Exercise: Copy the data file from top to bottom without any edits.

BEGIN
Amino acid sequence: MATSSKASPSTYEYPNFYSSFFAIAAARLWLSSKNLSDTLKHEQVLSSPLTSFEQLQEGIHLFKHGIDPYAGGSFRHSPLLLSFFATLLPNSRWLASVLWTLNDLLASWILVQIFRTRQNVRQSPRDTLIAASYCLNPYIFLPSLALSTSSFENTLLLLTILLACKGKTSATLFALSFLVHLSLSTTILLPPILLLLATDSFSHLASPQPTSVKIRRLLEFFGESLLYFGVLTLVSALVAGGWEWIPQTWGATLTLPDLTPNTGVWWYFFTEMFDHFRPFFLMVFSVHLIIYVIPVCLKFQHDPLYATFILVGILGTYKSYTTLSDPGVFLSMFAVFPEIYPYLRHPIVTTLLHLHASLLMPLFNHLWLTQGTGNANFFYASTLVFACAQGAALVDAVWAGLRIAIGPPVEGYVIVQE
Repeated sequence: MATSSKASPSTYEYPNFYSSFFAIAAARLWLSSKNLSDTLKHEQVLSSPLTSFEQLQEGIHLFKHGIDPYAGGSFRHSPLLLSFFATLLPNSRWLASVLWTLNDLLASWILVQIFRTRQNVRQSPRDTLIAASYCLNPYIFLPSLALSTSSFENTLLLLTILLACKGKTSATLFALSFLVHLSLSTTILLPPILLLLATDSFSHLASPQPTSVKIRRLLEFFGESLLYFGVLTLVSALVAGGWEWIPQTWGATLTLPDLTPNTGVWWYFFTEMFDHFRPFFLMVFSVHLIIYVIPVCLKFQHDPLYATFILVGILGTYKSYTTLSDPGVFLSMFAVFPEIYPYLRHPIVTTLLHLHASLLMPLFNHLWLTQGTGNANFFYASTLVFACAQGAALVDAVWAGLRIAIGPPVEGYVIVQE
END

Amino acid sequence: MATSSKASPSTYEYPNFYSSFFAIAAARLWLSSKNLSDTLKHEQVLSSPLTSFEQLQEGIHLFKHGIDPYAGGSFRHSPLLLSFFATLLPNSRWLASVLWTLNDLLASWILVQIFRTRQNVRQSPRDTLIAASYCLNPYIFLPSLALSTSSFENTLLLLTILLACKGKTSATLFALSFLVHLSLSTTILLPPILLLLATDSFSHLASPQPTSVKIRRLLEFFGESLLYFGVLTLVSALVAGGWEWIPQTWGATLTLPDLTPNTGVWWYFFTEMFDHFRPFFLMVFSVHLIIYVIPVCLKFQHDPLYATFILVGILGTYKSYTTLSDPGVFLSMFAVFPEIYPYLRHPIVTTLLHLHASLLMPLFNHLWLTQGTGNANFFYASTLVFACAQGAALVDAVWAGLRIAIGPPVEGYVIVQE
Repeated sequence: MATSSKASPSTYEYPNFYSSFFAIAAARLWLSSKNLSDTLKHEQVLSSPLTSFEQLQEGIHLFKHGIDPYAGGSFRHSPLLLSFFATLLPNSRWLASVLWTLNDLLASWILVQIFRTRQNVRQSPRDTLIAASYCLNPYIFLPSLALSTSSFENTLLLLTILLACKGKTSATLFALSFLVHLSLSTTILLPPILLLLATDSFSHLASPQPTSVKIRRLLEFFGESLLYFGVLTLVSALVAGGWEWIPQTWGATLTLPDLTPNTGVWWYFFTEMFDHFRPFFLMVFSVHLIIYVIPVCLKFQHDPLYATFILVGILGTYKSYTTLSDPGVFLSMFAVFPEIYPYLRHPIVTTLLHLHASLLMPLFNHLWLTQGTGNANFFYASTLVFACAQGAALVDAVWAGLRIAIGPPVEGYVIVQE